The Deputy Managing Director of the International Monetary Fund (IMF), Antoinette Sayeh, affirmed that Morocco is showing “resilience” in the face of a large number of shocks recorded in recent years and is convinced that the kingdom will achieve its objectives after having ” held up remarkably well.
In an interview with MoroccoLatestNews, the Deputy Director of the Fund explained that Morocco suffers from structural problems which must be solved by deep reforms capable of putting growth on a more dynamic and inclusive path, in particular by tackling the informal sector. encouraging part-time work.
She considered in this sense that the New Development Model included a certain number of good measures which make it possible to achieve this objective and that the IMF provided Morocco with macroeconomic advice to support the Moroccan authorities.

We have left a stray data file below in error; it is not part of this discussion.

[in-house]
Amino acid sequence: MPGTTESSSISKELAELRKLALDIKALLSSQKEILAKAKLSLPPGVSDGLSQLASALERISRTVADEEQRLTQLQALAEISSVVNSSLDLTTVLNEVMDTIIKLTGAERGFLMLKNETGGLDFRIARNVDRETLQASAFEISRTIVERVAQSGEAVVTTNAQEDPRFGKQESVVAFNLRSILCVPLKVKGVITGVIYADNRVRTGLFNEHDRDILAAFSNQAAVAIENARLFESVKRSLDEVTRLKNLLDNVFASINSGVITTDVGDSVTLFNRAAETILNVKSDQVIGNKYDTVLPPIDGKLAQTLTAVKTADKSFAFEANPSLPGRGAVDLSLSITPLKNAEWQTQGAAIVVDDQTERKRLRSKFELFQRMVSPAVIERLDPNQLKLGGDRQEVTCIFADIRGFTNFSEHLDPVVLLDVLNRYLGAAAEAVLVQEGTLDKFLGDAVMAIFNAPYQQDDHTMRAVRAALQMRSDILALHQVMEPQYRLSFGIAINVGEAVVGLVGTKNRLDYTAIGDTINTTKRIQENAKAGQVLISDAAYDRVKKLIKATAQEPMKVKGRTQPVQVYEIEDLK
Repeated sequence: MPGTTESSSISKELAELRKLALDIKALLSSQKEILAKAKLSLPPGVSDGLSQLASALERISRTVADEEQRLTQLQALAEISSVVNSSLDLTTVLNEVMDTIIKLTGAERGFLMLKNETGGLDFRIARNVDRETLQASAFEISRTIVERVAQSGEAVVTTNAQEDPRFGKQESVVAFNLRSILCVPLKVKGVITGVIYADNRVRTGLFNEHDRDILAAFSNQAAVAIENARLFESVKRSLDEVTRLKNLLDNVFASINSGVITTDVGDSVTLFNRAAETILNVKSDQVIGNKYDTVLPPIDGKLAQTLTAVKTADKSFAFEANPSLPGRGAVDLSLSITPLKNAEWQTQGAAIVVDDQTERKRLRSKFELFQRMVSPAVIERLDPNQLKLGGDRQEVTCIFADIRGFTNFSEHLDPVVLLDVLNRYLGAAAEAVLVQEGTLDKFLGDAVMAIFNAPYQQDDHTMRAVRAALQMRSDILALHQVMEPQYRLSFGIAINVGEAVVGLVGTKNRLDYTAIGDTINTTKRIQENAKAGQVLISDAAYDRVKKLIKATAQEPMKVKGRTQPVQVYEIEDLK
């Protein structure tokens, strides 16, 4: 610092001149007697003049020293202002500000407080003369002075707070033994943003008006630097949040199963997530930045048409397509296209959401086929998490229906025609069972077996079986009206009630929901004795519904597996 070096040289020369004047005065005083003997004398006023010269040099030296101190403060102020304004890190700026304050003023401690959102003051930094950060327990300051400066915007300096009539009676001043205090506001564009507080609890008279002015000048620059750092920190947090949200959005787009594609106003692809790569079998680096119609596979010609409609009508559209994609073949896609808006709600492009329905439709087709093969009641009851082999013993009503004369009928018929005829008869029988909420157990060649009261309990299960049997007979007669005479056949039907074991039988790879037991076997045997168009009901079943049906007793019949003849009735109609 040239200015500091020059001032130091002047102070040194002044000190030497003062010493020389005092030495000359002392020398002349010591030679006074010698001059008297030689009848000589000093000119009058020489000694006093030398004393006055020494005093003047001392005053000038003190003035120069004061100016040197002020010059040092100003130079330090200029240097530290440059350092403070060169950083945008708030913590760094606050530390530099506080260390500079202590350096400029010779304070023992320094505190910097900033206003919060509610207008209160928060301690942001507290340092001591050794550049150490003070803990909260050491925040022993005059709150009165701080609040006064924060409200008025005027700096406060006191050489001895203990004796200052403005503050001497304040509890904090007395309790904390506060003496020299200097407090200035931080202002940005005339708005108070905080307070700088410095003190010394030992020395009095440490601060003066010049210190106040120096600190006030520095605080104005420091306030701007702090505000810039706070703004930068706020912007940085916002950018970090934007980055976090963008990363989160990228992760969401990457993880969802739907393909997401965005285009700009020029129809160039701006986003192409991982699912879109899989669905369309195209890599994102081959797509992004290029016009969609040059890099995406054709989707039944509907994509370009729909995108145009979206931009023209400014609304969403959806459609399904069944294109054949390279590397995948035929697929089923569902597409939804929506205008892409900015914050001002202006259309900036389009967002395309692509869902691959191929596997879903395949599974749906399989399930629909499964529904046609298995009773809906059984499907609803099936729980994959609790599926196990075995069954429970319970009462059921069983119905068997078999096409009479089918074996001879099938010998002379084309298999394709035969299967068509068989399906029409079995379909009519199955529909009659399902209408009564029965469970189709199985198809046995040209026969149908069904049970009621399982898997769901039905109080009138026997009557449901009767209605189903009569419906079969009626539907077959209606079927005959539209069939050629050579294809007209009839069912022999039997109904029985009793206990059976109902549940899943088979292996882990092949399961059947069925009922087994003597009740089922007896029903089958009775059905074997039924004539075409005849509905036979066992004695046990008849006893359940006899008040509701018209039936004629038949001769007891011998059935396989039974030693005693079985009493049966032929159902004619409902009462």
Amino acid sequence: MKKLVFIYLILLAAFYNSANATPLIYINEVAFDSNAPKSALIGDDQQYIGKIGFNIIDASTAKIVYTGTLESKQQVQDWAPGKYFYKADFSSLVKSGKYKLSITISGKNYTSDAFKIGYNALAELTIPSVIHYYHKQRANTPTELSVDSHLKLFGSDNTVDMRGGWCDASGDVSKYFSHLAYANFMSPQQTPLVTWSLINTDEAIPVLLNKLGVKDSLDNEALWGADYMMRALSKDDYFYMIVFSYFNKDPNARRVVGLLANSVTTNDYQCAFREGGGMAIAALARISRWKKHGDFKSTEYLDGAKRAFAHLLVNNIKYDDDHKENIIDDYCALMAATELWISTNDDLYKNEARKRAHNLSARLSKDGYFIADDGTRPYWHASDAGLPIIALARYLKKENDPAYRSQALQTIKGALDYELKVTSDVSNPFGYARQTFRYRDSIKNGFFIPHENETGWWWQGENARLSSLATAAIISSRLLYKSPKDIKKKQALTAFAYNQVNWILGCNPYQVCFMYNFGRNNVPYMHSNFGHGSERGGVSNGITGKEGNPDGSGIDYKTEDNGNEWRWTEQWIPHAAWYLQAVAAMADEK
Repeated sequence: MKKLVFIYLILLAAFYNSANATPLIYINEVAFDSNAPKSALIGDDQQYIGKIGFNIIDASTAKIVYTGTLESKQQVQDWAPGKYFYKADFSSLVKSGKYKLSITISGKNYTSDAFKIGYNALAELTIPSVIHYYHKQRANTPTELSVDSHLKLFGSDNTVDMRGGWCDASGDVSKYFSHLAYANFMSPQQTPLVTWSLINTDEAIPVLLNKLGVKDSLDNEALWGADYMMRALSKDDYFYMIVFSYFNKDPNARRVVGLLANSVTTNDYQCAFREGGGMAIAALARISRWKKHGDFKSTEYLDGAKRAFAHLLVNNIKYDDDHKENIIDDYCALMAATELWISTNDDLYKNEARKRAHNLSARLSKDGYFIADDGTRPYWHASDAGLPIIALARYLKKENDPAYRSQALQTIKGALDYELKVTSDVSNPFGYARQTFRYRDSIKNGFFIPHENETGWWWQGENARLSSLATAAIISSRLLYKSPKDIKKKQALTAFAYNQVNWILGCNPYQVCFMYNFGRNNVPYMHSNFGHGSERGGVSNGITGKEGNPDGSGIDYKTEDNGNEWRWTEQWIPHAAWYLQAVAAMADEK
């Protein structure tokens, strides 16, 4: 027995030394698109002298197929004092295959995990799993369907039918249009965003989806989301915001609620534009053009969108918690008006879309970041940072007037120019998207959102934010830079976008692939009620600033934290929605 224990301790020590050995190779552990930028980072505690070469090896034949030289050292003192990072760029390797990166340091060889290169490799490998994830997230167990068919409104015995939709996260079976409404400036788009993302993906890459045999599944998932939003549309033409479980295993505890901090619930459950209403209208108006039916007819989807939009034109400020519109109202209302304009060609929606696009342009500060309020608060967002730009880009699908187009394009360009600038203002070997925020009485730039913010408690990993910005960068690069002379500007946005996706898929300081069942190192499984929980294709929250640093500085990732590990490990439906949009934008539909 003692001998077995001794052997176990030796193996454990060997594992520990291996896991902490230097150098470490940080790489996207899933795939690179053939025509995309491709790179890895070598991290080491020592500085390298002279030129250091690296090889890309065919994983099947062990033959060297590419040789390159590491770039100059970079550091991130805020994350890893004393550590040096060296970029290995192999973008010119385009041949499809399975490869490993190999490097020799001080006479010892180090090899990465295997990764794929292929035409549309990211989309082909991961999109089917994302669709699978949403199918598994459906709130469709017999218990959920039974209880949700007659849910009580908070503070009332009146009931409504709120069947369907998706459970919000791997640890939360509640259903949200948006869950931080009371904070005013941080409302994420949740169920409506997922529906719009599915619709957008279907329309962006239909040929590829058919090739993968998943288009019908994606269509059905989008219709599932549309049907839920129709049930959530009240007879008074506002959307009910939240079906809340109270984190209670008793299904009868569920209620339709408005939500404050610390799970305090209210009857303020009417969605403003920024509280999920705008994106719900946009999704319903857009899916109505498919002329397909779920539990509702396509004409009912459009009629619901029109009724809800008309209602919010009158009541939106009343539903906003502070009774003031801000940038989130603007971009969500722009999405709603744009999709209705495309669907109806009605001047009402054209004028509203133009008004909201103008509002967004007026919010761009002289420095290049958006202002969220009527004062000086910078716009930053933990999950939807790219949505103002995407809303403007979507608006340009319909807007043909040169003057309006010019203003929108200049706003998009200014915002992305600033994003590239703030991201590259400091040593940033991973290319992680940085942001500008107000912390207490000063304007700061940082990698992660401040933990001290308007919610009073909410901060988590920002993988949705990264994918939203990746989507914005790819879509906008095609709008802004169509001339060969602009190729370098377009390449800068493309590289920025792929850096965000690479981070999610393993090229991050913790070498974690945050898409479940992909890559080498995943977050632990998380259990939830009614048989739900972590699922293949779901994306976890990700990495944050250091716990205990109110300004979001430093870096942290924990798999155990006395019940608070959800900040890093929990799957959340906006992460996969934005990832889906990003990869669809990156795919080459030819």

MoroccoLatestNews: How does the International Monetary Fund see the current economic situation in the world?
The current economic situation is very difficult, there are significant risks for the economic recovery following the coronavirus pandemic and the current geopolitical tensions are aggravating the situation. These risks, combined with more protectionist pressures, lead to restrictions on international trade that significantly affect the global economy. We will likely see impacts on the international monetary system due to the sanctions following the war in Ukraine.
The war in Ukraine could contribute to a permanent division of the world economy into geopolitical blocs based on technological standards, reserve currencies and international payment systems.
International integration was threatened even before the war in Ukraine. Trade and technology tensions, particularly between the United States and China, have hampered trade, investment, and productivity.
In the long term, the current war threatens to undermine the rules-based frameworks that have governed international relations for 70 years due to the worsening situation and economic dispersion resulting from the severing of trade relations by many countries. with Russia.